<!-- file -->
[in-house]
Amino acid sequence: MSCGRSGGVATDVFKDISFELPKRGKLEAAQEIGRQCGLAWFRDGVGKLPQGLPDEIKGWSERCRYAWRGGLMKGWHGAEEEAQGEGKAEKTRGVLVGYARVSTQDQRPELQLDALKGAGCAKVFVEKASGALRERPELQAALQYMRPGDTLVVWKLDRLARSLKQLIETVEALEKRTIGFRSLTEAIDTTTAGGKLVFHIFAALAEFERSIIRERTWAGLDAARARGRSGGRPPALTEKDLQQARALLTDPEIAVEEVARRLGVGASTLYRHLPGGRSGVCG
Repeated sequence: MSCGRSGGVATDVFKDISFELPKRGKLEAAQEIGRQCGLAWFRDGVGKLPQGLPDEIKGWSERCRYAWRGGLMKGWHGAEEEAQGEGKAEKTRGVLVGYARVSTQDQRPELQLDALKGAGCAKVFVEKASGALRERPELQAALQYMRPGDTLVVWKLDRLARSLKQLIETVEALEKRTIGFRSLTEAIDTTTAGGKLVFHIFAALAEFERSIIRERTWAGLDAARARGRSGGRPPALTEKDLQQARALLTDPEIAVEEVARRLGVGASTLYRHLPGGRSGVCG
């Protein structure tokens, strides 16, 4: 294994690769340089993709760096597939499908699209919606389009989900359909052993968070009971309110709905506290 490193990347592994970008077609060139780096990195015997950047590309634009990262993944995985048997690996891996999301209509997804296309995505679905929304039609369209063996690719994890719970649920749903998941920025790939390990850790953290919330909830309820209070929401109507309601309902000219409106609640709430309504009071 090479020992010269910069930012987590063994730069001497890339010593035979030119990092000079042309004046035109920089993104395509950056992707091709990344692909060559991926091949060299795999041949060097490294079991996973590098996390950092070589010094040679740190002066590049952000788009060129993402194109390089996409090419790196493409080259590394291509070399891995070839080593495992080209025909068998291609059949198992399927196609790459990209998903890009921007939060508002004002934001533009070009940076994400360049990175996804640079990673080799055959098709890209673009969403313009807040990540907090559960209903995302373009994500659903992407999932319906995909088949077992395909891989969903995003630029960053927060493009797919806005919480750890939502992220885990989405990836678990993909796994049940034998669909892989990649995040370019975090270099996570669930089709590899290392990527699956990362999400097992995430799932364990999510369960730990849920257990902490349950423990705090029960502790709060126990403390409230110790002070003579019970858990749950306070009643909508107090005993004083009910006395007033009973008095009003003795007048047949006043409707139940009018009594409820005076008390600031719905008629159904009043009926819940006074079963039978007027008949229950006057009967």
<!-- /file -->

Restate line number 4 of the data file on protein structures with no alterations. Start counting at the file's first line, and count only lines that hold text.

């Protein structure tokens, strides 16, 4: 294994690769340089993709760096597939499908699209919606389009989900359909052993968070009971309110709905506290 490193990347592994970008077609060139780096990195015997950047590309634009990262993944995985048997690996891996999301209509997804296309995505679905929304039609369209063996690719994890719970649920749903998941920025790939390990850790953290919330909830309820209070929401109507309601309902000219409106609640709430309504009071 090479020992010269910069930012987590063994730069001497890339010593035979030119990092000079042309004046035109920089993104395509950056992707091709990344692909060559991926091949060299795999041949060097490294079991996973590098996390950092070589010094040679740190002066590049952000788009060129993402194109390089996409090419790196493409080259590394291509070399891995070839080593495992080209025909068998291609059949198992399927196609790459990209998903890009921007939060508002004002934001533009070009940076994400360049990175996804640079990673080799055959098709890209673009969403313009807040990540907090559960209903995302373009994500659903992407999932319906995909088949077992395909891989969903995003630029960053927060493009797919806005919480750890939502992220885990989405990836678990993909796994049940034998669909892989990649995040370019975090270099996570669930089709590899290392990527699956990362999400097992995430799932364990999510369960730990849920257990902490349950423990705090029960502790709060126990403390409230110790002070003579019970858990749950306070009643909508107090005993004083009910006395007033009973008095009003003795007048047949006043409707139940009018009594409820005076008390600031719905008629159904009043009926819940006074079963039978007027008949229950006057009967």